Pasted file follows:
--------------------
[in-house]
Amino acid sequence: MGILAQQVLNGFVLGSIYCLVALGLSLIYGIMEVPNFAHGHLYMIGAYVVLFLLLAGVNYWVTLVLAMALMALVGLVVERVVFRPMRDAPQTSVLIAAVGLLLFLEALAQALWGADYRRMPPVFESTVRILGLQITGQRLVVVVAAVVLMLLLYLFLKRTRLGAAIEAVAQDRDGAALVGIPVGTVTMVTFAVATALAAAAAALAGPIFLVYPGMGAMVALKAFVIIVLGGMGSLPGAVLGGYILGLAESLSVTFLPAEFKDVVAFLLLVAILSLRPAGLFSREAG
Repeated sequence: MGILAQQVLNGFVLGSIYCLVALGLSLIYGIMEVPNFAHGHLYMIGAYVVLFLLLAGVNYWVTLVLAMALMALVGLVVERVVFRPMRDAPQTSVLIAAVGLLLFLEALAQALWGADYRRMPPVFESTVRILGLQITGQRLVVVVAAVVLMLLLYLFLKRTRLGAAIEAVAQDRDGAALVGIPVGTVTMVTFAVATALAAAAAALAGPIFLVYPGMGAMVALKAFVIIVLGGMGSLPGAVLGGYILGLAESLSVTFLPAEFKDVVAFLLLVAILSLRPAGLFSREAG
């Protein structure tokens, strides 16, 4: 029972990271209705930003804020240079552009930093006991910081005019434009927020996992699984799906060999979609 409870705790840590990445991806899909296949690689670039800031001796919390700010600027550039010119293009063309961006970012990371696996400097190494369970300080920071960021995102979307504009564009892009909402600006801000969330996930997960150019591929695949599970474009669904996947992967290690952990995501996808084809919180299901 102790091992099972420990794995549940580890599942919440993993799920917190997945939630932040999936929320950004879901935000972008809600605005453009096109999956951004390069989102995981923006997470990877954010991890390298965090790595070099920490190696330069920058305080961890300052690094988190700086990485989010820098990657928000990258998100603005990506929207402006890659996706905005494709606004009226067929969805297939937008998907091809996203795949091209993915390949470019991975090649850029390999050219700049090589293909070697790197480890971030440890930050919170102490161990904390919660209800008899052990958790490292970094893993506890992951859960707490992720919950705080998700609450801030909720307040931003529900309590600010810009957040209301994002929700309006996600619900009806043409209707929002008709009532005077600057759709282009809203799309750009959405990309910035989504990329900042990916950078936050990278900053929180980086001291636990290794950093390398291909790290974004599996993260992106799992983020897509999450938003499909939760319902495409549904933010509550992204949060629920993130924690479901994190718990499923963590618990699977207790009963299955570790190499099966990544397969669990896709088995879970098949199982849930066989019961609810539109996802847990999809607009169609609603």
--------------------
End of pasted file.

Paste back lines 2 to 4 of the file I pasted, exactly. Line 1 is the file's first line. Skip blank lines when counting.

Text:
Amino acid sequence: MGILAQQVLNGFVLGSIYCLVALGLSLIYGIMEVPNFAHGHLYMIGAYVVLFLLLAGVNYWVTLVLAMALMALVGLVVERVVFRPMRDAPQTSVLIAAVGLLLFLEALAQALWGADYRRMPPVFESTVRILGLQITGQRLVVVVAAVVLMLLLYLFLKRTRLGAAIEAVAQDRDGAALVGIPVGTVTMVTFAVATALAAAAAALAGPIFLVYPGMGAMVALKAFVIIVLGGMGSLPGAVLGGYILGLAESLSVTFLPAEFKDVVAFLLLVAILSLRPAGLFSREAG
Repeated sequence: MGILAQQVLNGFVLGSIYCLVALGLSLIYGIMEVPNFAHGHLYMIGAYVVLFLLLAGVNYWVTLVLAMALMALVGLVVERVVFRPMRDAPQTSVLIAAVGLLLFLEALAQALWGADYRRMPPVFESTVRILGLQITGQRLVVVVAAVVLMLLLYLFLKRTRLGAAIEAVAQDRDGAALVGIPVGTVTMVTFAVATALAAAAAALAGPIFLVYPGMGAMVALKAFVIIVLGGMGSLPGAVLGGYILGLAESLSVTFLPAEFKDVVAFLLLVAILSLRPAGLFSREAG
């Protein structure tokens, strides 16, 4: 029972990271209705930003804020240079552009930093006991910081005019434009927020996992699984799906060999979609 409870705790840590990445991806899909296949690689670039800031001796919390700010600027550039010119293009063309961006970012990371696996400097190494369970300080920071960021995102979307504009564009892009909402600006801000969330996930997960150019591929695949599970474009669904996947992967290690952990995501996808084809919180299901 102790091992099972420990794995549940580890599942919440993993799920917190997945939630932040999936929320950004879901935000972008809600605005453009096109999956951004390069989102995981923006997470990877954010991890390298965090790595070099920490190696330069920058305080961890300052690094988190700086990485989010820098990657928000990258998100603005990506929207402006890659996706905005494709606004009226067929969805297939937008998907091809996203795949091209993915390949470019991975090649850029390999050219700049090589293909070697790197480890971030440890930050919170102490161990904390919660209800008899052990958790490292970094893993506890992951859960707490992720919950705080998700609450801030909720307040931003529900309590600010810009957040209301994002929700309006996600619900009806043409209707929002008709009532005077600057759709282009809203799309750009959405990309910035989504990329900042990916950078936050990278900053929180980086001291636990290794950093390398291909790290974004599996993260992106799992983020897509999450938003499909939760319902495409549904933010509550992204949060629920993130924690479901994190718990499923963590618990699977207790009963299955570790190499099966990544397969669990896709088995879970098949199982849930066989019961609810539109996802847990999809607009169609609603």